Friday, October 29, 2010

Statement of the Asociación de Teólogos/as Juan XXIII about Pope Benedict XVI's upcoming trip to Santiago de Compostela and Barcelona

English translation by Rebel Girl. For the record, I think this message is a bit harsh, especially their 4th point, but I do agree that it is time for the Catholic Church to stop being treated as a "state" and for it to stop enjoying any special benefits that are not given to other faiths. God should not be in Caesar's pocket. -- RG

The Association of Theologians John XXIII want to make public the following reflections on Benedict XVI's visit to Santiago de Compostela and Barcelona on November 6th and 7th of this year.


1. Even if the Pope's trip is presented as a pastoral and religious visit, one can not ignore its political nature as he embodies the dual role of religious authority and head of state of Vatican City. The role of religious authority is exercised undemocratically, and the one of head of state seems like an oxymoron, it is in opposition to the Gospel and is a counter-sign that, far from bringing nearer, draws away from faith in Jesus of Nazareth.

2. We believe that this journey has little to do with the apostolic journeys of Paul of Tarsus, whose purpose was to proclaim Jesus Christ the liberator and the Good News of liberation, to create new Christian communities and strengthen the faith of existing ones at risk to his own life because of threats from civil authorities. The pope now travels as a pilgrim, a pilgrim with other believers and nonbelievers to make the way to Santiago as a religious experience. The trip is scheduled as a mass phenomenon to acclaim his figure in an act of papolatry, without any contact with living Christian communities much less the least advantaged sectors of society. It is very folkloric and only minimally an expression of authentic and genuine faith.

3. We view the high costs of the trip paid for from public funds -- several million euros -- in the middle of an economic crisis, with more than eight million poor people, including four million unemployed, cuts in social services, reduction in pensions and workers' wages, as scandalous, anti-gospel and lacking in solidarity. Such disproportionate costs show the insensitivity of the Pope himself, the public institutions and the Church itself towards the working class sectors, especially the immigrants, who personally suffer the consequences of the crisis more acutely.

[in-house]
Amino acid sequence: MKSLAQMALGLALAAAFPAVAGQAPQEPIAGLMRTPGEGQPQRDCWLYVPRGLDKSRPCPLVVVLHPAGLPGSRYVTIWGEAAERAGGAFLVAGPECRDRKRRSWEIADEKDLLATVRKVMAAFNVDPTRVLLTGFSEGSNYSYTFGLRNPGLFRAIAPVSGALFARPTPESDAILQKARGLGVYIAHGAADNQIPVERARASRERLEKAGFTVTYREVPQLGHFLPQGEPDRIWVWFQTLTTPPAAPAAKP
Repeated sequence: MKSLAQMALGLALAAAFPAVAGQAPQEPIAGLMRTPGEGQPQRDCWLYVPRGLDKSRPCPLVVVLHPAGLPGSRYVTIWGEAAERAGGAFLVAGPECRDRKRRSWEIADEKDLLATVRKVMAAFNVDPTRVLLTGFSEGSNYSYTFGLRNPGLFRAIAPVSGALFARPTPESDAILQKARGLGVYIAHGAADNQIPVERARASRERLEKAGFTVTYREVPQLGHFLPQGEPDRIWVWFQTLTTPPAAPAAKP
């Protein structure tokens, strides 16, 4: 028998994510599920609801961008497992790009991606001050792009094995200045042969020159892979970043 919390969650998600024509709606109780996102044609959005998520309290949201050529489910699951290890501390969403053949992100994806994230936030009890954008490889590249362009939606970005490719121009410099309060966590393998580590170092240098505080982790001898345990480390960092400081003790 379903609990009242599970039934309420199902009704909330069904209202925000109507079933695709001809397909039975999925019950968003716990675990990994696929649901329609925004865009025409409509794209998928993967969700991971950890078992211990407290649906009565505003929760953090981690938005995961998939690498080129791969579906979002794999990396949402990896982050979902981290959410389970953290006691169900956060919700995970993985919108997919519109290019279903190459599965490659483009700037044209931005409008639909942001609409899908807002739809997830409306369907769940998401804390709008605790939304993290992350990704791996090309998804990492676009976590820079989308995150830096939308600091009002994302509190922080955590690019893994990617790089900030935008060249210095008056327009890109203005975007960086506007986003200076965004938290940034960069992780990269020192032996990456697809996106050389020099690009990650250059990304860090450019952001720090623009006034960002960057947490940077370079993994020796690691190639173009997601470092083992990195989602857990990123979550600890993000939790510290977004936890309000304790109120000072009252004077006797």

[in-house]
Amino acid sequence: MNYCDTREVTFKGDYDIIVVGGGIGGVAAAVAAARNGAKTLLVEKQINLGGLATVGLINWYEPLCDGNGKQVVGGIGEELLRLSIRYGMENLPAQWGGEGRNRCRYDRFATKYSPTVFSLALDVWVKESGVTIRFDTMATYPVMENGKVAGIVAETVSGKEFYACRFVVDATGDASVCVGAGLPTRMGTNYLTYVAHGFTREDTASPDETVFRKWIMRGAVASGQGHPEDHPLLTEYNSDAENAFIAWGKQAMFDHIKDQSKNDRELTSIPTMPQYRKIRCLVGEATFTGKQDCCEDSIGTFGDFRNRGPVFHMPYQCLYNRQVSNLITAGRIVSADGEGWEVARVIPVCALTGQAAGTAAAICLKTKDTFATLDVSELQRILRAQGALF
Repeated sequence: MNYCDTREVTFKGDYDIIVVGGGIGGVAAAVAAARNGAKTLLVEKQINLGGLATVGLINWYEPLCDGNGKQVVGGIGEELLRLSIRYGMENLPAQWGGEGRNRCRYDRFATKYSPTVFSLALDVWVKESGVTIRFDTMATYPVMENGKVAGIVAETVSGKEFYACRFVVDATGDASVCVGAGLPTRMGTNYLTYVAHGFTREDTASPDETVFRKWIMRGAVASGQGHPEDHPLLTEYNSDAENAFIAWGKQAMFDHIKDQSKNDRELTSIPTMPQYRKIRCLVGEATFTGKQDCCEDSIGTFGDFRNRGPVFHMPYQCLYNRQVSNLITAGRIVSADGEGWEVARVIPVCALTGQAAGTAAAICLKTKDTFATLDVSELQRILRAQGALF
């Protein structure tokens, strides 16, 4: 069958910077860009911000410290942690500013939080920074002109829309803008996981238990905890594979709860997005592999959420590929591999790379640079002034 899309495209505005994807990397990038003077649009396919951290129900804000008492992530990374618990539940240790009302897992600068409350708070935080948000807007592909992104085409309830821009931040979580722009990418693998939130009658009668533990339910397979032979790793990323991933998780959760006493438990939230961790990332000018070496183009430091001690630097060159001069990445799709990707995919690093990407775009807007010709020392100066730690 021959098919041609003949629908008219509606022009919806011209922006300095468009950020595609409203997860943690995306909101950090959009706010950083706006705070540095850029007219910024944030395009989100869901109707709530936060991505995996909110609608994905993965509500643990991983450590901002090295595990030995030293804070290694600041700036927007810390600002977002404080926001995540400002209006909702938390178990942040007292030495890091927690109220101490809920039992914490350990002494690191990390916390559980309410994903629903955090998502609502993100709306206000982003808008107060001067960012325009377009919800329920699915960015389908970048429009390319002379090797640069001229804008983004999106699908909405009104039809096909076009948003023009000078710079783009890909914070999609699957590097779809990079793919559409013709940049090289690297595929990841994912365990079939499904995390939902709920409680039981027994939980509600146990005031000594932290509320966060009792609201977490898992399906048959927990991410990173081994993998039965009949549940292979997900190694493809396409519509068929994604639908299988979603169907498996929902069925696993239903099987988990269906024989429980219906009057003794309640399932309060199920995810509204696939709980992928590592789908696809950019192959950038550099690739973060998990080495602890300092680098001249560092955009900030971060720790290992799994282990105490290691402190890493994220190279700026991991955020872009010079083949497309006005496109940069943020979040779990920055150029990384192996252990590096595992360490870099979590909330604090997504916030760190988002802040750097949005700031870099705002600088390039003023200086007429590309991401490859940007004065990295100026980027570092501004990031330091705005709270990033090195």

4. We consider the motive of the visit to be debatable: to win the Jubilee for the Compostela Holy Year and dedicate the Church of the Sagrada Familia and make it a basilica. These are both acts of sacralization, contrary to the evangelical maxim that God is to be worshiped "in spirit and in truth."

5. The Pope will meet with political and religious authorities in a "holy alliance" to ratify the privileges of all kinds that the Catholic Church receives from public authorities: fiscal, educational, social, economic, etc. when what it should do is give up these privileges and support the equal treatment of all religions by public authorities.

6. It is possible that the church hierarchy is offering the Pope an idyllic image of the Spanish Catholic Church and the vitality of the Christian faith in our society. We believe that the image does not correspond to reality. The Spanish Church is undergoing a profound crisis of credibility in most sectors of society, especially among the young and working class sectors, and among Catholics themselves, because of its neoconservative positions on moral issues, the alienating of the poor, the lack of communication with youth and the exclusion of women from leadership and ministry. Two samples of the lack of credibility are, among others, the huge decline in the number of those who call themselves Catholic and increasing apostasy.

7. We recall that John Paul II, the most traveled pope in history of the Church, left the Church plunged in one of the most serious crises of Christianity. We believe, therefore, that papal trips do not contribute to a credible presentation of the Gospel in our time. They are only applauded by people and Christian groups who use them as a platform to lean on the Pope and spread his neoconservative vision of Christianity. Given its political, social, economic and even negative folkloric implications, we believe that other means of announcing the liberating message of Christianity must be sought.

Madrid, October 29, 2010

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